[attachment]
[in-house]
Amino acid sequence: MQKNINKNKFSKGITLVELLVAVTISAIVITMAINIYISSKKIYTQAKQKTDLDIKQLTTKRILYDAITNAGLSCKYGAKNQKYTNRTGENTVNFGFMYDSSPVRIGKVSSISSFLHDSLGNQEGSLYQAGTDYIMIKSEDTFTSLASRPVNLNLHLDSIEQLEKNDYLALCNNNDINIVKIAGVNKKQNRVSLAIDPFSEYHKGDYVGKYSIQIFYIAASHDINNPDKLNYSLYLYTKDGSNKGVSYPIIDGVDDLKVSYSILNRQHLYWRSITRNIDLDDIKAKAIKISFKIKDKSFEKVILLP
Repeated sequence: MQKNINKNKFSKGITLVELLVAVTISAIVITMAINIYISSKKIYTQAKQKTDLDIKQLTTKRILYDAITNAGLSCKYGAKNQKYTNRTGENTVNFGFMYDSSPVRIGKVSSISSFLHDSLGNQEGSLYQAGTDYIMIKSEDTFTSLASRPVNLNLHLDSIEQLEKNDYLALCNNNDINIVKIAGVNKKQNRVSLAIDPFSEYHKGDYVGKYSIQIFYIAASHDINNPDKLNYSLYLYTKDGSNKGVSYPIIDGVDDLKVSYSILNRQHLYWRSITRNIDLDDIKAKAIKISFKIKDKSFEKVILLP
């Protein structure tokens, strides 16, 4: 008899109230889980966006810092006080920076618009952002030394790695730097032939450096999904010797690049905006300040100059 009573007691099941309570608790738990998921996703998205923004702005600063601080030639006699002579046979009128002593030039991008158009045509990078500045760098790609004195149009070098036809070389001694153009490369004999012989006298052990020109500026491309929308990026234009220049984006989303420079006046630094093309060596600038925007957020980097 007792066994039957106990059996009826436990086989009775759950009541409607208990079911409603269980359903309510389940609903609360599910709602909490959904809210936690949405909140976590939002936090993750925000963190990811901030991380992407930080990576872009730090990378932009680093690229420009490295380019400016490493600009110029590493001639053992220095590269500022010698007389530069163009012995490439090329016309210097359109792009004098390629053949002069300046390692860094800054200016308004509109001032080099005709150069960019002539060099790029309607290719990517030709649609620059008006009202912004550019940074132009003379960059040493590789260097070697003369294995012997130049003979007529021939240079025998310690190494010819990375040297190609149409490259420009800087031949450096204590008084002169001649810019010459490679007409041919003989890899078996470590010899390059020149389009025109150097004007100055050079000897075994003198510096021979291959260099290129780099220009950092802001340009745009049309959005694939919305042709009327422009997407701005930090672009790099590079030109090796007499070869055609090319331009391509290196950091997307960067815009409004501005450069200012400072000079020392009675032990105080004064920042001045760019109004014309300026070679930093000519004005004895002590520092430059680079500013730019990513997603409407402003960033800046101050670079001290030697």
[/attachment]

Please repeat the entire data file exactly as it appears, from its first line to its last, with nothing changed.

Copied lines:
[in-house]
Amino acid sequence: MQKNINKNKFSKGITLVELLVAVTISAIVITMAINIYISSKKIYTQAKQKTDLDIKQLTTKRILYDAITNAGLSCKYGAKNQKYTNRTGENTVNFGFMYDSSPVRIGKVSSISSFLHDSLGNQEGSLYQAGTDYIMIKSEDTFTSLASRPVNLNLHLDSIEQLEKNDYLALCNNNDINIVKIAGVNKKQNRVSLAIDPFSEYHKGDYVGKYSIQIFYIAASHDINNPDKLNYSLYLYTKDGSNKGVSYPIIDGVDDLKVSYSILNRQHLYWRSITRNIDLDDIKAKAIKISFKIKDKSFEKVILLP
Repeated sequence: MQKNINKNKFSKGITLVELLVAVTISAIVITMAINIYISSKKIYTQAKQKTDLDIKQLTTKRILYDAITNAGLSCKYGAKNQKYTNRTGENTVNFGFMYDSSPVRIGKVSSISSFLHDSLGNQEGSLYQAGTDYIMIKSEDTFTSLASRPVNLNLHLDSIEQLEKNDYLALCNNNDINIVKIAGVNKKQNRVSLAIDPFSEYHKGDYVGKYSIQIFYIAASHDINNPDKLNYSLYLYTKDGSNKGVSYPIIDGVDDLKVSYSILNRQHLYWRSITRNIDLDDIKAKAIKISFKIKDKSFEKVILLP
């Protein structure tokens, strides 16, 4: 008899109230889980966006810092006080920076618009952002030394790695730097032939450096999904010797690049905006300040100059 009573007691099941309570608790738990998921996703998205923004702005600063601080030639006699002579046979009128002593030039991008158009045509990078500045760098790609004195149009070098036809070389001694153009490369004999012989006298052990020109500026491309929308990026234009220049984006989303420079006046630094093309060596600038925007957020980097 007792066994039957106990059996009826436990086989009775759950009541409607208990079911409603269980359903309510389940609903609360599910709602909490959904809210936690949405909140976590939002936090993750925000963190990811901030991380992407930080990576872009730090990378932009680093690229420009490295380019400016490493600009110029590493001639053992220095590269500022010698007389530069163009012995490439090329016309210097359109792009004098390629053949002069300046390692860094800054200016308004509109001032080099005709150069960019002539060099790029309607290719990517030709649609620059008006009202912004550019940074132009003379960059040493590789260097070697003369294995012997130049003979007529021939240079025998310690190494010819990375040297190609149409490259420009800087031949450096204590008084002169001649810019010459490679007409041919003989890899078996470590010899390059020149389009025109150097004007100055050079000897075994003198510096021979291959260099290129780099220009950092802001340009745009049309959005694939919305042709009327422009997407701005930090672009790099590079030109090796007499070869055609090319331009391509290196950091997307960067815009409004501005450069200012400072000079020392009675032990105080004064920042001045760019109004014309300026070679930093000519004005004895002590520092430059680079500013730019990513997603409407402003960033800046101050670079001290030697």